Tuesday, May 1, 2007

Melamine: Pandoras Lid?

The continuing story of the pet food recall

Pet and human foods increasingly originate from an expanding global community. Although, the strain on US regulatory and inspection agencies has been an ongoing issue, the recent FDA press report (see below: Caveat emptor; Caveat bestia) illustrates just how big the problem can potentially be. If not in critical condition, the US capacity to guard our nations food supplies is certainly seriously ill.

Carolyn Smith De Waal, director of foods safety for the Center for Science in the Public Interest states that :

"They (FDA) have fewer people inspecting product at the ports than ever before. Until China gets programs in place to verify the safety of their products, they need to be inspected by US inspectors. This open-door policy on food ingredients is an open invitation for an attack on the food supply, either intentional or unintentional."

This may not be as far fetched now as it initially may have sounded before the pet food recall. The FDA and the USDA are increasing vigilance and enforcement related to increasing concerns that the human food supply may be at risk. By being granted permission to inspect Chinese food treatment facilities to enforcing the quarantine or slaughter of some 6,000 hogs after ingesting melamine tainted salvage pet food, the FDA & USDA are actively attempting to contain the situation.

At the same time, gauging the size of the problem and any possible long term implications will likely prove far more challenging. Scientists, as yet , are not sure how the melamine caused the deaths of what may prove to be thousands of our pets.

Melamine, although illegal in any amount in pet foods, is not believed to be toxic. Melamine, boiled down from coal, is used broadly in China to create plastic and fertilizer. In addition, it seems to be the "economic adulterer" of choice to dress poor quality food stuffs some of which have found their way to US pet foods. It could be possible that melamine is indeed toxic and the science needs to catch up with its effects, but could there be other causes?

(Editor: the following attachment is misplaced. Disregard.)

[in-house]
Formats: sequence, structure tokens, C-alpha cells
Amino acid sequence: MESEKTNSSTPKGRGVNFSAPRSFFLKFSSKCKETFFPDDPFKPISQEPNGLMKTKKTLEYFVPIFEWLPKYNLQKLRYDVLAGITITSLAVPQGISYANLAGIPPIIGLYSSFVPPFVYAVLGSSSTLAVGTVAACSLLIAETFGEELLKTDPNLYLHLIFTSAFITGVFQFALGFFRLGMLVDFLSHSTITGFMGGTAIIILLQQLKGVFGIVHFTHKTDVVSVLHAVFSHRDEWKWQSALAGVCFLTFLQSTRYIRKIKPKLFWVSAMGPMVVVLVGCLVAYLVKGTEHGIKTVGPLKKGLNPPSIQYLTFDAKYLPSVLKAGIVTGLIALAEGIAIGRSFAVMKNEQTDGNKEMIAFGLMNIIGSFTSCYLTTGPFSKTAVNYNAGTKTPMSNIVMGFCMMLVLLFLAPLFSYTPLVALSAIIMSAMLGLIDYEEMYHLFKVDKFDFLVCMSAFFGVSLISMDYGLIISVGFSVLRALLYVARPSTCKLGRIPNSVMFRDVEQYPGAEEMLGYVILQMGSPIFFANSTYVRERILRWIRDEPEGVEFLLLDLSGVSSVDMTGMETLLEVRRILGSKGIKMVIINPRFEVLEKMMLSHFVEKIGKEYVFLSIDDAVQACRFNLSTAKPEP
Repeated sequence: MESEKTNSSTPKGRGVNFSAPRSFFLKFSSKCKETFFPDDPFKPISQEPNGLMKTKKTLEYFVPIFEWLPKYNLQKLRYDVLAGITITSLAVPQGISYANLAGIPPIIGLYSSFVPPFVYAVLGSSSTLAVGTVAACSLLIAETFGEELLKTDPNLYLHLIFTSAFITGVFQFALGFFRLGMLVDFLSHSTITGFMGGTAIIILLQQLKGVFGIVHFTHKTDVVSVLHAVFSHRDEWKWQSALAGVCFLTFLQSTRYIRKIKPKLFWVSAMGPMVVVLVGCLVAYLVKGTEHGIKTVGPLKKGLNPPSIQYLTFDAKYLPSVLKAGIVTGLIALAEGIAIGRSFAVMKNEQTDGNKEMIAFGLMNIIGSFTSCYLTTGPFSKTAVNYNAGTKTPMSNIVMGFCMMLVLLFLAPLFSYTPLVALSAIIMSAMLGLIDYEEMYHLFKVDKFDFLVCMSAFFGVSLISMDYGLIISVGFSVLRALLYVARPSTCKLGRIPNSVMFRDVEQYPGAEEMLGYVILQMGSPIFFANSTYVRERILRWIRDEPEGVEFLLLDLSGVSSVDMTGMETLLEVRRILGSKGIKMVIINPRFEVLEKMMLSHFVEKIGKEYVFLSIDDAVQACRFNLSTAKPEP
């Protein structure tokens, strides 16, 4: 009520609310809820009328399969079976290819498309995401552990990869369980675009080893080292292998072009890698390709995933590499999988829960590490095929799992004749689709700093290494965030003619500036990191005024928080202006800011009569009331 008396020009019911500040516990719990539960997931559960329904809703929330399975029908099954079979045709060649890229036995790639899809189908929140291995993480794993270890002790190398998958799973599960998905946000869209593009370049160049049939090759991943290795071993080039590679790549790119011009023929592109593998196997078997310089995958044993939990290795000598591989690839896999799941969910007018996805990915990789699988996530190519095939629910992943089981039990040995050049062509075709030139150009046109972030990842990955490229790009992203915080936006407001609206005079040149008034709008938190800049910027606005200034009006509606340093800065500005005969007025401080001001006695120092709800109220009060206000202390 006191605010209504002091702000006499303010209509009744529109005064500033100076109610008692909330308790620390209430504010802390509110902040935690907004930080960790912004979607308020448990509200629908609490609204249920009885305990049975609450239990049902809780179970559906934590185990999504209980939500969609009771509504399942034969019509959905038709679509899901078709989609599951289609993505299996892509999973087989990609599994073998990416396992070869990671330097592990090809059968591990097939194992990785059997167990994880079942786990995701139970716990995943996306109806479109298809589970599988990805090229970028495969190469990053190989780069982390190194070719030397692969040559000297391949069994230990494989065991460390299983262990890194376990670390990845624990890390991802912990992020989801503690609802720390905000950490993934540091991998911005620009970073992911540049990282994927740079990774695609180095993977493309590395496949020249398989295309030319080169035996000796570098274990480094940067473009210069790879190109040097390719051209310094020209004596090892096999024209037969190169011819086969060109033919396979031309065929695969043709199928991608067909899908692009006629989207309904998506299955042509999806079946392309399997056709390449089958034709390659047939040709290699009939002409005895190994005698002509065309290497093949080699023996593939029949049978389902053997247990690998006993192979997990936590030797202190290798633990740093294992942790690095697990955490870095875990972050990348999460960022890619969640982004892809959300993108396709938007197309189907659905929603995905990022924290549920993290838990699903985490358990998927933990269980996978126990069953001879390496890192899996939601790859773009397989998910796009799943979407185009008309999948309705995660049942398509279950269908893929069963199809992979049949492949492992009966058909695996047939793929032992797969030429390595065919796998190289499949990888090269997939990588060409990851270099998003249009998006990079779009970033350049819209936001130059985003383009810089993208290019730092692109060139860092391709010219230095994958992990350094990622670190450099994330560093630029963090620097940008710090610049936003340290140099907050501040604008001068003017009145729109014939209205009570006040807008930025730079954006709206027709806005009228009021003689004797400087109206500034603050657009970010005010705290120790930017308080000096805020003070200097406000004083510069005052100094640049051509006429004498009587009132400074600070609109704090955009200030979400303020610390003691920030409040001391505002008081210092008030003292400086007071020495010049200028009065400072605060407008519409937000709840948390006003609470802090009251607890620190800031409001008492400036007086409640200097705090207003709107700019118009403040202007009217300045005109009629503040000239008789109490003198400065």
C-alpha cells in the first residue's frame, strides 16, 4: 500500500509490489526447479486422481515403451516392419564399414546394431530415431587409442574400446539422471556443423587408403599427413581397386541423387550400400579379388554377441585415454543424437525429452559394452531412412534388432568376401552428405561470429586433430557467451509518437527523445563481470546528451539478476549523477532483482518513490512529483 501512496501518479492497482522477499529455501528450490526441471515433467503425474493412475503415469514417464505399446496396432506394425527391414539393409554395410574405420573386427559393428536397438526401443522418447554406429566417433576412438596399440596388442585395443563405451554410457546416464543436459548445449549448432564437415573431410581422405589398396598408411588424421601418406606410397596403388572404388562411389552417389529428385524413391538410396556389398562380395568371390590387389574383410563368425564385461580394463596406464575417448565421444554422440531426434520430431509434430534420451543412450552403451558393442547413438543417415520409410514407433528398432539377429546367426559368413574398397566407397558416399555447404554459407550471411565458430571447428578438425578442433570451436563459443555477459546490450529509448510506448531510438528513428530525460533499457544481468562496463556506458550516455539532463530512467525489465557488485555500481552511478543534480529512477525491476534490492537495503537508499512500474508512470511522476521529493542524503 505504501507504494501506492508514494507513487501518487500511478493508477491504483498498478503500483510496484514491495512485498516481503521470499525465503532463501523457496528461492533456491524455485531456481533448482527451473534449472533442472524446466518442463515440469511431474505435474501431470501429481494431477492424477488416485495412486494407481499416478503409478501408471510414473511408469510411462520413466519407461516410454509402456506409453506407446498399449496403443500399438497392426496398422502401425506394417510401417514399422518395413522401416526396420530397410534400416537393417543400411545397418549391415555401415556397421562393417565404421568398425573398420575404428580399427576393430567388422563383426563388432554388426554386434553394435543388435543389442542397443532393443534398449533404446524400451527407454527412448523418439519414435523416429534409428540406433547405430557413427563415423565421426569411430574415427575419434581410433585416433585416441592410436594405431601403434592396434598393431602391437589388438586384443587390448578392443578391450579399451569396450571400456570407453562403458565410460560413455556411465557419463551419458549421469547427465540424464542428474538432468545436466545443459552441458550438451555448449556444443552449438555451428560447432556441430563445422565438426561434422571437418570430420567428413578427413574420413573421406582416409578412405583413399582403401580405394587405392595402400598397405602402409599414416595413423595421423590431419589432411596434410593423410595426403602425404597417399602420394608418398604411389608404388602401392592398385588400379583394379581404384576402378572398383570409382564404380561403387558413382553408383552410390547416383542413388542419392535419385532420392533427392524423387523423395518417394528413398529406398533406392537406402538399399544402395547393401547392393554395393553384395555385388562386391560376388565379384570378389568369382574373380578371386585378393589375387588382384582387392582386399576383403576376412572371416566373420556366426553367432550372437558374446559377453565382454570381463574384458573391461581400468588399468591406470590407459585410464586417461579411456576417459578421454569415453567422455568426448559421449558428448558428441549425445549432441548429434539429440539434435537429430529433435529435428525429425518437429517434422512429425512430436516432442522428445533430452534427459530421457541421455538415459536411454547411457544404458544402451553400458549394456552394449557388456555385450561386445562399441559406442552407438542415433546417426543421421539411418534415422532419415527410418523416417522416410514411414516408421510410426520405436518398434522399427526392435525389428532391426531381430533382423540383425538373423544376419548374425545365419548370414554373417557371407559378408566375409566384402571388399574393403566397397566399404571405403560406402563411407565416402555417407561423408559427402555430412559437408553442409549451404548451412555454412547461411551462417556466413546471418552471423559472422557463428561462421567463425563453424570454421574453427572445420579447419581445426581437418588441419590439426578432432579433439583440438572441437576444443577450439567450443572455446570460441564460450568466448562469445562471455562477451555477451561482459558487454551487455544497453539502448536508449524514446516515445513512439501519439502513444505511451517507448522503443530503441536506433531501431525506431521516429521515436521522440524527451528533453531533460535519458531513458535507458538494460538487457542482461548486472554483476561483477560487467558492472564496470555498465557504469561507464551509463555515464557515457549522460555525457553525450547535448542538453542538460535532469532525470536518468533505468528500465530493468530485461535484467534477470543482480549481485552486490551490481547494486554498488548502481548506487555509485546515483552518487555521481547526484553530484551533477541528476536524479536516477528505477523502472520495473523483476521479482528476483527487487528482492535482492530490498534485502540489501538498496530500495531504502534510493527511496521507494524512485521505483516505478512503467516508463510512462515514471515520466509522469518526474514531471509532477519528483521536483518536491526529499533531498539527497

What if , as unlikely as it seems, there is no direct link to melamine? Could melamine just be a marker for another as yet unidentified chemical or toxin? How, if it is toxic, does it affect humans? Researchers are working at a fever pitch to find out.

Whatever the final outcome, this whole episode has shone a light on a gaping deficiency concerning the nations food supply. Washington might actually see the writing on the wall as Chinese suppliers readily admit to utilizing melamine.

Legislators and scientists now want to modernize the FDA's outdated and underpowered authority and budget:

"Relying largely on laws passed in 1906 and 1938, which among other things empower it to detain "filthy, putrid, or decomposed" foods, the FDA today oversees $ 1 trillion worth of products annually, including about half of all imports.The $2 billion agency regulates products that together account for fully 25 cents of every dollar American consumers spend, and sheer volume makes it impossible to inspect more than a small fraction of incoming food."

Although melamine tainted food ingredients are front and center right now, I have to wonder about other products imported from China such as a plethora of herbal supplements, elixirs, and nostrums often used in "complementary and alternative" medicine circles (The FDA is still attempting to deal effectively with this topic and that is a whole other story!).

Though the media & the feds are picking on China right now, that does not leave other countries (including the US, and for that matter, the media & the feds) off any kind of hook. At any rate, we will continue to monitor events and see how this investigation unfolds.

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